“The COVID-19 pandemic created a racial reckoning among many Asian Americans as physical and verbal attacks spiked during this period. And while we know Asian restaurants suffered due to widespread stereotypes, both existing and new, few studies have uncovered how government institutions may have perpetuated these inequalities,” said Hua-Yu Sebastian Cherng, a professor at New York University’s Steinhardt School of Culture, Education, and Human Development and the lead author of the paper, which appears in the journal Ethnicities.
Using data from the NYC Department of Health and Mental Hygiene, the researchers calculated the cumulative monthly averages of citations by cuisine type from January 2017 to February 2020, using citation information (citations per restaurant) for restaurants in the following categories: Asian (3,847), American (4,894), Caribbean (605), Italian (888), Latin (764), and Mexican (795).
Using a predictive model, the researchers generated figures for January 2020 and February 2020 to determine whether the citation averages followed the pattern of the previous three years (2017-2019).
After analyzing the gaps between the predicted figures and the actual figures, they found an increase of .66% of citations for Asian restaurants over the studied period.
"While an increase of .66% in citations seems incredibly small on its face, it is largely due to the relatively high number of citations restaurants receive,” notes Cherng. “However, comparing the change in gaps between the actual and predicted citations revealed a much starker difference. Restaurants serving Asian cuisines had an increase of 617% in gaps from December 2019 to February 2020.”
By contrast, when comparing the predicted figures to the cumulative monthly averages for the categories of Latin, Italian, and Mexican restaurants, they found a consistent decrease of .29%, .73%, and .69%, respectively.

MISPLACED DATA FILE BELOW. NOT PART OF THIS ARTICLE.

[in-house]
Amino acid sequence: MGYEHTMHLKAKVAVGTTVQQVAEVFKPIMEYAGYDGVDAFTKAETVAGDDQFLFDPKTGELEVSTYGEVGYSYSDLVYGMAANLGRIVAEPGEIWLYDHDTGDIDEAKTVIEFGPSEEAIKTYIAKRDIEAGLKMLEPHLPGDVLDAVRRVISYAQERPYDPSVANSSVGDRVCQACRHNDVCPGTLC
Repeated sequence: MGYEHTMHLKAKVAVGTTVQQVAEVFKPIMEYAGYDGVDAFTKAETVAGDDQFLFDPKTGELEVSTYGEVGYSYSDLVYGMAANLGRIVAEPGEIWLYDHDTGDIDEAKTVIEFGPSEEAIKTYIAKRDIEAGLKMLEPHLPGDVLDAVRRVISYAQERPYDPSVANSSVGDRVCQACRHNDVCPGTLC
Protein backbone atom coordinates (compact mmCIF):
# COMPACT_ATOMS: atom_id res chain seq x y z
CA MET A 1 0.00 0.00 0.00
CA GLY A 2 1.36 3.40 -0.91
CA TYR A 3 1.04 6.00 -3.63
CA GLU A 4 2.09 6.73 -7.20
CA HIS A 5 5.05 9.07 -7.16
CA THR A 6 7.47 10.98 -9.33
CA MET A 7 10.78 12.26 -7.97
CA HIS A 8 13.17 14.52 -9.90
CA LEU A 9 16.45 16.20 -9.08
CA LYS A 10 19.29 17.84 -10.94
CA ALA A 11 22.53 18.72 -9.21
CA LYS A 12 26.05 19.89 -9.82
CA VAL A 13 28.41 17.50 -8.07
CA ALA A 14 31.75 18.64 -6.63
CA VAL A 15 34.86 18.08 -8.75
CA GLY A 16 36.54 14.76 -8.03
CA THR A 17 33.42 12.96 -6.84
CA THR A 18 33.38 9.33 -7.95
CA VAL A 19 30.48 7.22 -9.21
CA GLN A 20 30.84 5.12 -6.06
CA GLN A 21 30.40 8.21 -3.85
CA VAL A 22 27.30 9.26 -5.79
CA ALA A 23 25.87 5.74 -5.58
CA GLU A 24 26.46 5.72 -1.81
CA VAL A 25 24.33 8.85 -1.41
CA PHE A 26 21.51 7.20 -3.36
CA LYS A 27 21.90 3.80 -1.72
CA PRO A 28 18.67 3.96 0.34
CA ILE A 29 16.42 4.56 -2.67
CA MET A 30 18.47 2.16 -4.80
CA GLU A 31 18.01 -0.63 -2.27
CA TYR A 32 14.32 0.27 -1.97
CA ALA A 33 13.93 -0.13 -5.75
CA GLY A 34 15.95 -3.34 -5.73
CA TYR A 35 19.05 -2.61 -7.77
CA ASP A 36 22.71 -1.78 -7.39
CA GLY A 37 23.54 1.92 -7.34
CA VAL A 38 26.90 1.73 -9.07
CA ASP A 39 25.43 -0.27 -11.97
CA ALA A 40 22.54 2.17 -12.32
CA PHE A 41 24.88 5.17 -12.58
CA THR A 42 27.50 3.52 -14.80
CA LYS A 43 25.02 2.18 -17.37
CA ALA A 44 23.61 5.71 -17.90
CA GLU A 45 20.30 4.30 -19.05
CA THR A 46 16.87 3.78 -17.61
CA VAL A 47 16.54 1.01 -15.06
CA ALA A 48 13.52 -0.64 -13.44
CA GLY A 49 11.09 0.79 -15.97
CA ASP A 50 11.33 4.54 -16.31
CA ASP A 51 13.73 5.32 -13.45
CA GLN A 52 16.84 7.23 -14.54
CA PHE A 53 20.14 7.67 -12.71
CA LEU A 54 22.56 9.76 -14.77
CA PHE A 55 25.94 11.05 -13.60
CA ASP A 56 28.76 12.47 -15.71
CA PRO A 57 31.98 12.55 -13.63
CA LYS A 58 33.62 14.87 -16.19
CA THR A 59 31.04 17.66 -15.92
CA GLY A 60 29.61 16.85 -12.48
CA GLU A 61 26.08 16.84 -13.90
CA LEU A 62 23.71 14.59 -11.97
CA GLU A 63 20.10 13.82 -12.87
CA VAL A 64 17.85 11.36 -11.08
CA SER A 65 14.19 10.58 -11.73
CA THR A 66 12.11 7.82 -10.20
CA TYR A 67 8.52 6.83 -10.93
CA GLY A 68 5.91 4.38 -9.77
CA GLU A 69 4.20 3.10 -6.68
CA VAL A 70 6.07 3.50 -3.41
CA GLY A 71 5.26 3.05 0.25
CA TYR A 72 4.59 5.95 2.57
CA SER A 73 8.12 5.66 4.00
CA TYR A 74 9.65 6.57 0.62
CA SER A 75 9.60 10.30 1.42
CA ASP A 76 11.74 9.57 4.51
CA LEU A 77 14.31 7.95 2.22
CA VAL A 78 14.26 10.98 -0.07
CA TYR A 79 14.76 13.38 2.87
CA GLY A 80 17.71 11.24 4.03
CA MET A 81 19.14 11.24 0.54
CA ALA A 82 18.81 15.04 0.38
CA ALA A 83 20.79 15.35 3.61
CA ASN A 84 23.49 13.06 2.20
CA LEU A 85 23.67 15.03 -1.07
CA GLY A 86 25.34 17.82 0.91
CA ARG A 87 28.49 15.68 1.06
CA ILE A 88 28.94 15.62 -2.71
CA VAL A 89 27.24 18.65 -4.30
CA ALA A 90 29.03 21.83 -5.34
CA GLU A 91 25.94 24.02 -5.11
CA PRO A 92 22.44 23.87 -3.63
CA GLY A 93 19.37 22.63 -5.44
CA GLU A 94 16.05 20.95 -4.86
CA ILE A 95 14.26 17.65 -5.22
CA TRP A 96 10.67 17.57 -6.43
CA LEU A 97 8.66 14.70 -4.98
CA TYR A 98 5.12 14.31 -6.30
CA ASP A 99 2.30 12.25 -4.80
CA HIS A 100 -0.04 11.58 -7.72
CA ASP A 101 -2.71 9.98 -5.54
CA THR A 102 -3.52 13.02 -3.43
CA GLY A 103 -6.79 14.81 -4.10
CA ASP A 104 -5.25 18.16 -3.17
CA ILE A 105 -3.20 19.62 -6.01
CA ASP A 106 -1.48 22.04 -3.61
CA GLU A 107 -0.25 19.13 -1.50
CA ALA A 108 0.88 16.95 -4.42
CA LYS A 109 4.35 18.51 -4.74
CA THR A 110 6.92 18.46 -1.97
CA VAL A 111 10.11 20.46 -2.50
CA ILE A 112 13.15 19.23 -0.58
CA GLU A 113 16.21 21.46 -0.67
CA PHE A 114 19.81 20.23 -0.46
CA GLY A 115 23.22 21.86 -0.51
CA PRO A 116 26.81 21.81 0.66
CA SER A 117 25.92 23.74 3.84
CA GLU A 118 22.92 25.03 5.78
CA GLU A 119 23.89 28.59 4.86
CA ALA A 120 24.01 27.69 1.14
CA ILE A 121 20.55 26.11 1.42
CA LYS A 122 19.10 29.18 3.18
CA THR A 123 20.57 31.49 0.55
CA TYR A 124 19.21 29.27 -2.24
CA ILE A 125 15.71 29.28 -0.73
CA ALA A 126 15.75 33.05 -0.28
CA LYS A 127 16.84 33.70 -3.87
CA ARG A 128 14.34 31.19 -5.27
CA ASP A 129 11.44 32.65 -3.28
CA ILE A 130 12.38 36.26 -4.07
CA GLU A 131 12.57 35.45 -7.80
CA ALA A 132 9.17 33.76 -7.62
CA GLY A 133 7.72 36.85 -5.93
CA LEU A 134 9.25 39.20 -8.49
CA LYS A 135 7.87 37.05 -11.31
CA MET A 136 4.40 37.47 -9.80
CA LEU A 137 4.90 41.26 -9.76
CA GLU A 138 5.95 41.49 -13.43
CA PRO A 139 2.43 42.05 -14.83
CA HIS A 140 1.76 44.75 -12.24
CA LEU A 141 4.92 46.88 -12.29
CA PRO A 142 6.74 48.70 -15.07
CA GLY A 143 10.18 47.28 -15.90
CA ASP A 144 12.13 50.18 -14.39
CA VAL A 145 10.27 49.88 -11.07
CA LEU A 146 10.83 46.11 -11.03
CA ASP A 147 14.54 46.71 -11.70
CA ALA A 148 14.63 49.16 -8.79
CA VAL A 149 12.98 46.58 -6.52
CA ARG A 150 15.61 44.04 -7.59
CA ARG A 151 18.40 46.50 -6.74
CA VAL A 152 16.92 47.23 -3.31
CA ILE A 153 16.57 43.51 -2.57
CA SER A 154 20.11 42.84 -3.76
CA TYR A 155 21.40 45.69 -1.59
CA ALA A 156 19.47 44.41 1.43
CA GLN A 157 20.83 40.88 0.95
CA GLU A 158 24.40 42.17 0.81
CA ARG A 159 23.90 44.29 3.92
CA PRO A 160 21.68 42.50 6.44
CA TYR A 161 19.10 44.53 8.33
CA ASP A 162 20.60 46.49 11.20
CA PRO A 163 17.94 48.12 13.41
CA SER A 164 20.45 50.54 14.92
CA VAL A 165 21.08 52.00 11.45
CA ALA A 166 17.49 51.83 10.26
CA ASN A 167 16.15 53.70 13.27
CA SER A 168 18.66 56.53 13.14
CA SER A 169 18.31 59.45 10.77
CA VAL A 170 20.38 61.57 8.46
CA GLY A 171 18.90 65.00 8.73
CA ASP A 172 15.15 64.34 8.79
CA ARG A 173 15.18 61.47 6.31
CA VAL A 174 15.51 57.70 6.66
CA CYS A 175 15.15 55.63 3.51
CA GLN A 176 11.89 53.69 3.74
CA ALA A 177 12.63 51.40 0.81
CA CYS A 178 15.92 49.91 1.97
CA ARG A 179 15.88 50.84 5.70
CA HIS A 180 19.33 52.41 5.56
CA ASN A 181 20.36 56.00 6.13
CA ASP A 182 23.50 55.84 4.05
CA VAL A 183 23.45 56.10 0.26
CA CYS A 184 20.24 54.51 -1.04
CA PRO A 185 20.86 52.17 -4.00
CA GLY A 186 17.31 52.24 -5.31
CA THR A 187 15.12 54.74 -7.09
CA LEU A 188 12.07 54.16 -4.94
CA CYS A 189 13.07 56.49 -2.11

The study notes that perceptions of Asian cuisine as “foreign, unclean, and disease-bearing” have been prevalent for hundreds of years in the United States and persist in present times.
“Here, the results of this study suggest how health inspectors who subscribe to these stereotypes may perpetuate and exacerbate racism against Asian food establishments,” the authors write.
“Addressing racial discrimination must always include addressing systematic barriers: it is not just 'hate' that fuels racism. For example, health inspectors should be better trained to address the biases they may hold against specific types of restaurants,” adds Cherng, vice dean for diversity, equity, and belonging at NYU Steinhardt. “But the findings of the paper also raise questions about the broader impact of media, and how early coverage of the COVID-19 pandemic often relied on, rather than challenged, centuries-old stereotypes that harm the Asian American community.”
The study was co-authored by Martha Moreno, a doctoral student at NYU Steinhardt, and Jia-Lin Liu, an assistant professor at California State University, Los Angeles.
Study Comparing Urban and Migrant Parents in Shanghai Finds That Migrant Parents Have More Effective Parenting Practices
A study led by Associate Professor Hua-Yu Sebastian Cherng suggests that that migrant parenting practices have a greater impact on children’s academic performance.
From research grants to joint fellowships, Spencer and Steinhardt are connecting for research in the field of education.
At IHDSC, an interdisciplinary approach to education and child development allows us to support children, families, teachers, and leaders. This newsletter looks closely at research in education, our recent conference on research-practice partnerships, and spotlights some of the incredible work from our faculty affiliates.